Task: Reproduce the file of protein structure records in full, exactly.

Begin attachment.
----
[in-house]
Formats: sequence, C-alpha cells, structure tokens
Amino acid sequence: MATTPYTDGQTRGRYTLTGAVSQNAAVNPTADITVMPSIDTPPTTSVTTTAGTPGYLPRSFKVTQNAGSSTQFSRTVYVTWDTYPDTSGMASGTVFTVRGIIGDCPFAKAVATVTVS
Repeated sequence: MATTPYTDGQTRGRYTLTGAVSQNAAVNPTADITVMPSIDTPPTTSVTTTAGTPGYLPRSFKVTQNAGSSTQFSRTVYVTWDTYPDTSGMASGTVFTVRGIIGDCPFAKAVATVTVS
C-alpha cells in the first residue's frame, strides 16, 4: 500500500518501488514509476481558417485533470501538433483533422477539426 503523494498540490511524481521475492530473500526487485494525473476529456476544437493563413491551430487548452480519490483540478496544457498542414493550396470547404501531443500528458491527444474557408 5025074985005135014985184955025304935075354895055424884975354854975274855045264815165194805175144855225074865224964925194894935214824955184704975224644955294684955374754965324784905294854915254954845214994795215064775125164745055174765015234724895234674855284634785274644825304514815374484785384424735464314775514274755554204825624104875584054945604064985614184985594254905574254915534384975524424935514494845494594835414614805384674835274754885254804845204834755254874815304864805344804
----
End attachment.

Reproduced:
[in-house]
Formats: sequence, C-alpha cells, structure tokens
Amino acid sequence: MATTPYTDGQTRGRYTLTGAVSQNAAVNPTADITVMPSIDTPPTTSVTTTAGTPGYLPRSFKVTQNAGSSTQFSRTVYVTWDTYPDTSGMASGTVFTVRGIIGDCPFAKAVATVTVS
Repeated sequence: MATTPYTDGQTRGRYTLTGAVSQNAAVNPTADITVMPSIDTPPTTSVTTTAGTPGYLPRSFKVTQNAGSSTQFSRTVYVTWDTYPDTSGMASGTVFTVRGIIGDCPFAKAVATVTVS
C-alpha cells in the first residue's frame, strides 16, 4: 500500500518501488514509476481558417485533470501538433483533422477539426 503523494498540490511524481521475492530473500526487485494525473476529456476544437493563413491551430487548452480519490483540478496544457498542414493550396470547404501531443500528458491527444474557408 5025074985005135014985184955025304935075354895055424884975354854975274855045264815165194805175144855225074865224964925194894935214824955184704975224644955294684955374754965324784905294854915254954845214994795215064775125164745055174765015234724895234674855284634785274644825304514815374484785384424735464314775514274755554204825624104875584054945604064985614184985594254905574254915534384975524424935514494845494594835414614805384674835274754885254804845204834755254874815304864805344804